Metro Transport Corporations: A New Model for Managing the Surface Transportation Revolution

Abstract: The benefits of a coming revolution that will be marked by the rise of shared, electric autonomous vehicles (AVs) and the transition from vehicle ownership to a transportation-as-a-service model can only be captured if the transformation is properly managed. To maximize these potential benefits, we propose replacing traditional departments of transportation with quasi-public or quasi-private Metro Transport Corporations that would oversee all surface transportation in a metropolitan area.

Maximizing economic, environmental and quality-of-life benefits will require putting customers first, traditionally not an area in which government agencies excel. It will necessitate culture changes that may well be beyond the grasp of political leaders, bureaucrats and unions that too often view transportation agencies first and foremost as a source of jobs.

Under our proposal, municipalities would deed their transportation assets to the Metro Transport Corporations in exchange for ownership shares. The public sector would continue to hold the largest share, but would be joined by two other classes of owners: companies such logistics and retail companies, as well as banks, whose success is heavily dependent on rising levels of economic activity in the region, and investors simply seeking dividend income.

Economic inequality a crisis for capitalism

Increasing economic inequality and decreasing mobility have entered mainstream consciousness and been identified as among the most pressing challenges of capitalist societies like the United States in the 21st century. Today, capitalism has a distinctly pejorative interpretation here in its free-market Mecca.

Increasingly, Americans are questioning the ideology of capitalism itself. This crisis manifests itself prominently among the nuevo millennial socialists for whom capitalism is all about profit. For them, profit is a bad word. They ignore the reality that in any economic system people hope to gain more value from things than they put into them, and that this is true in whatever you do in life.

According to a new Harris Poll, more millennials would prefer to live in a socialist country (44 percent) than a capitalist one (42 percent). The percentage of millennials who would prefer socialism to capitalism is a full 10 points higher than that of the general population. What’s more, this crowd rejects capitalism as an economic system because it benefits the wealthy and powerful; poses large social costs; and contributes to the obscene prosperity of a tiny, privileged minority.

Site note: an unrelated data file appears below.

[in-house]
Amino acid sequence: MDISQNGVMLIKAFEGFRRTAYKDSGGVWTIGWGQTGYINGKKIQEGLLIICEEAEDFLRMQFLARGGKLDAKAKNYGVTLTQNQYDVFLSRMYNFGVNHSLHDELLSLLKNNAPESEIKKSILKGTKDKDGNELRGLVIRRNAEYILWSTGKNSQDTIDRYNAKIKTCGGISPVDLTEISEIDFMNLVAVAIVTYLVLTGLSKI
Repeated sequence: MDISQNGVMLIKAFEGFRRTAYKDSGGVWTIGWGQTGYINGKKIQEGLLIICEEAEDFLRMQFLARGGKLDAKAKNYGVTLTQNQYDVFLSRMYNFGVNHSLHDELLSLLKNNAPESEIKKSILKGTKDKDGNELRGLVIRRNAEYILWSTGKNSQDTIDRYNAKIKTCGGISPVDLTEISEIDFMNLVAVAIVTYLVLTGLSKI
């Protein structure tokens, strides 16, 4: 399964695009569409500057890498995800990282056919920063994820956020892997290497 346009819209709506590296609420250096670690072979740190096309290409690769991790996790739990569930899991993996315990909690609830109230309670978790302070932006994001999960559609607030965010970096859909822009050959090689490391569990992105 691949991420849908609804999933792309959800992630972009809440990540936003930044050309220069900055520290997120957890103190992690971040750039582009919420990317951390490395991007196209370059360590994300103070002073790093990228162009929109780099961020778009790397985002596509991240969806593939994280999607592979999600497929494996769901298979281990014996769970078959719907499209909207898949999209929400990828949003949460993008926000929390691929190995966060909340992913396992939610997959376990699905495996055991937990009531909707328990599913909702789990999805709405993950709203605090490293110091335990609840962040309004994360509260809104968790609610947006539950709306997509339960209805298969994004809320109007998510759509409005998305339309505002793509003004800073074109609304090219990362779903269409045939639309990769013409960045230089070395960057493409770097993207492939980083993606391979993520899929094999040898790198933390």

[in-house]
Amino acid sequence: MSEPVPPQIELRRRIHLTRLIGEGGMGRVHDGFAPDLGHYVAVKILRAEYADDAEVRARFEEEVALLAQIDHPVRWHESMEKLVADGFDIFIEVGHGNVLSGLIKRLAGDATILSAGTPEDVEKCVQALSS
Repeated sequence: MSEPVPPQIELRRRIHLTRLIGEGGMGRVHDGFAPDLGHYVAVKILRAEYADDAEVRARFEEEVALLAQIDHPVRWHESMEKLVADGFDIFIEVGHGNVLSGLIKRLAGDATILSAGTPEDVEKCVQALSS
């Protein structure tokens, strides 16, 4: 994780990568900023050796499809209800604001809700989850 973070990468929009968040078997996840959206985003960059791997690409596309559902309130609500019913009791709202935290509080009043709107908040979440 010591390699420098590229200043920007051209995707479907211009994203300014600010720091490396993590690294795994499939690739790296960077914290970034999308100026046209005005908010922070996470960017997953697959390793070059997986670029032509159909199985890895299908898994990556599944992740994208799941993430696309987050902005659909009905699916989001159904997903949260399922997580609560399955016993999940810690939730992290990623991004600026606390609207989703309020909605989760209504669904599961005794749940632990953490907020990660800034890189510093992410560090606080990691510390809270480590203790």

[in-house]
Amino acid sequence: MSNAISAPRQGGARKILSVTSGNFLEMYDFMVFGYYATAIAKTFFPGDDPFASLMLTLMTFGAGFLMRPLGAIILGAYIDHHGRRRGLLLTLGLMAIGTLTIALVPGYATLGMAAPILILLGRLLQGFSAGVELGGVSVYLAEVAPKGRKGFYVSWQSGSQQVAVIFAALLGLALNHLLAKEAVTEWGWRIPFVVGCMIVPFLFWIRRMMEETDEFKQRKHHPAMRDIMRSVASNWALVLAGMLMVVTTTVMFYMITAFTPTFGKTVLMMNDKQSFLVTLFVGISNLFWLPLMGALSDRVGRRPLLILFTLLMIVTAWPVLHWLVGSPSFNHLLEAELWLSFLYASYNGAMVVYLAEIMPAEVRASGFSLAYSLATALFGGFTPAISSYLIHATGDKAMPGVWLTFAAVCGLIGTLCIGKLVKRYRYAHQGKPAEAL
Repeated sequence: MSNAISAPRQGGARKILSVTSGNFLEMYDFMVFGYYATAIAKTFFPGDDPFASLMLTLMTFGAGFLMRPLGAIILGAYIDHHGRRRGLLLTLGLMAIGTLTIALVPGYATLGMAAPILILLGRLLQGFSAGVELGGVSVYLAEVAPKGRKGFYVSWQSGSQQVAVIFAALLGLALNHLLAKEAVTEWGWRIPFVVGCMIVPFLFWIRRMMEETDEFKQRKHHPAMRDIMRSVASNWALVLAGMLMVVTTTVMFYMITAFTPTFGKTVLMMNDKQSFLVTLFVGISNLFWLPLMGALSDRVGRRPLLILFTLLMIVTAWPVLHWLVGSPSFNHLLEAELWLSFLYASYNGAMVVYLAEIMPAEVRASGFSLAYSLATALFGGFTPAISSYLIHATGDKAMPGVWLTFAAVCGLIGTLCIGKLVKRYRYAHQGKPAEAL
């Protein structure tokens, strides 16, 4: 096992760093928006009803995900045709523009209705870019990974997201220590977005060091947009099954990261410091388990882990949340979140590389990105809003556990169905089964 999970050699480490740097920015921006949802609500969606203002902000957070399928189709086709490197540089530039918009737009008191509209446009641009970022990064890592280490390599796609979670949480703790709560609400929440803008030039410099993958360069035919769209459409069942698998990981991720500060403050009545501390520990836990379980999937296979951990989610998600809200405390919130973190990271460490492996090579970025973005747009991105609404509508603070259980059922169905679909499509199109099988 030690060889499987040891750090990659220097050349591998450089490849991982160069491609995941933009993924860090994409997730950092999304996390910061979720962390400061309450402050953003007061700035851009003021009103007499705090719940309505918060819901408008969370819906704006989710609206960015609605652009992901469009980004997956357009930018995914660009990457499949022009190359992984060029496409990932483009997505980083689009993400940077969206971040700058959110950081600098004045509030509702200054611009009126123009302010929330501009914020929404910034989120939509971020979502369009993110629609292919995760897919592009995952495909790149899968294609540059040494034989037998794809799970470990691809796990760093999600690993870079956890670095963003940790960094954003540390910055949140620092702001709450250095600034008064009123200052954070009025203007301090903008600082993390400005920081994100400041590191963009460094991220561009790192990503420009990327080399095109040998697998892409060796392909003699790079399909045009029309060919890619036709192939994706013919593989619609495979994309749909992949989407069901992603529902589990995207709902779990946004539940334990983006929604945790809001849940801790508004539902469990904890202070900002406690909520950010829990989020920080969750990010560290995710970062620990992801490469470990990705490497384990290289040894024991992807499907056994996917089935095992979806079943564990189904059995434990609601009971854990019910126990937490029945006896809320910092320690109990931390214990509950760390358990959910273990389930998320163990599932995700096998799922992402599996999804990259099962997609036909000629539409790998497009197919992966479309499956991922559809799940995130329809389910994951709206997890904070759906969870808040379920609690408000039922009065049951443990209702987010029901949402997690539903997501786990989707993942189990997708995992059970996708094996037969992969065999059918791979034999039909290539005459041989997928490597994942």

Alternatively, proponents of capitalism argue that it is the only system humans have developed that maintains both improvement in living standards and individual freedom. Despite criticism that it is morally bankrupt, capitalism has spread prosperity across the planet. Free markets have generated enormous wealth in recent decades, as documented by the World Bank delivering millions of people out of poverty and raising living standards throughout the world. In 1990, about 40 percent of the global population lived on less than $1.90 a day, according to the World Bank; today it is less than 10 percent.

But the story is different for the average American. Since the 1970s, their wages have stagnated. Since the 1990s, cheap imports made available by NAFTA and Chinese accession to the World Trade Organization benefited consumers, but depressed wages and robbed blue-collar Americans of the secure manufacturing jobs and the health and retirement benefits that went with them.

Technological advances certainly played a major role in worker displacement, but trade policy also contributed to the U.S. losing seven million of its 19.2 million manufacturing jobs from 1980 to 2015. Yes, consumers have enjoyed lower costs for imported products, but displaced workers in the United States have paid the price and contributed to what has been labeled the crisis of capitalism: the growing gap between haves and the have-nots.

How then to define capitalism? In theory it is another ism that describes an economic way of life, a system that emphasizes private ownership of personal property and business assets, property rights that protect ownership, the sanctity of private contracts, using prices to allocate resources efficiently, a reliance on competition and incentives, voluntary exchanges between consenting adults, profit maximization, an effective legal system and limited state intervention.

In practice, capitalism is not monolithic; it takes many forms. For instance, in the United States, government plays a more limited role in economic decisions than under China’s form of market driven state capitalism. There, the government has a substantial role in shaping the rules of the market and is a significant player in the economy. In the Russian style of state capitalism, the Kremlin relies on both direct government intervention in key economic sectors and control of politically connected businessmen to promote the interests of the Russian state and those who run it.

Like any economic system, capitalism is a human institution and, as such, is imperfect. It should be judged on the basis of whether it is the best system available, not the best imaginable. And it is capable of reform. As the saying goes “nothing is forever, not now, not ever, never.”

Finally it is worth remembering, to paraphrase John Kenneth Galbraith’s comment, “under capitalism man exploits man while under socialism the reverse obtains.”

 Originally Published: May 11, 2019.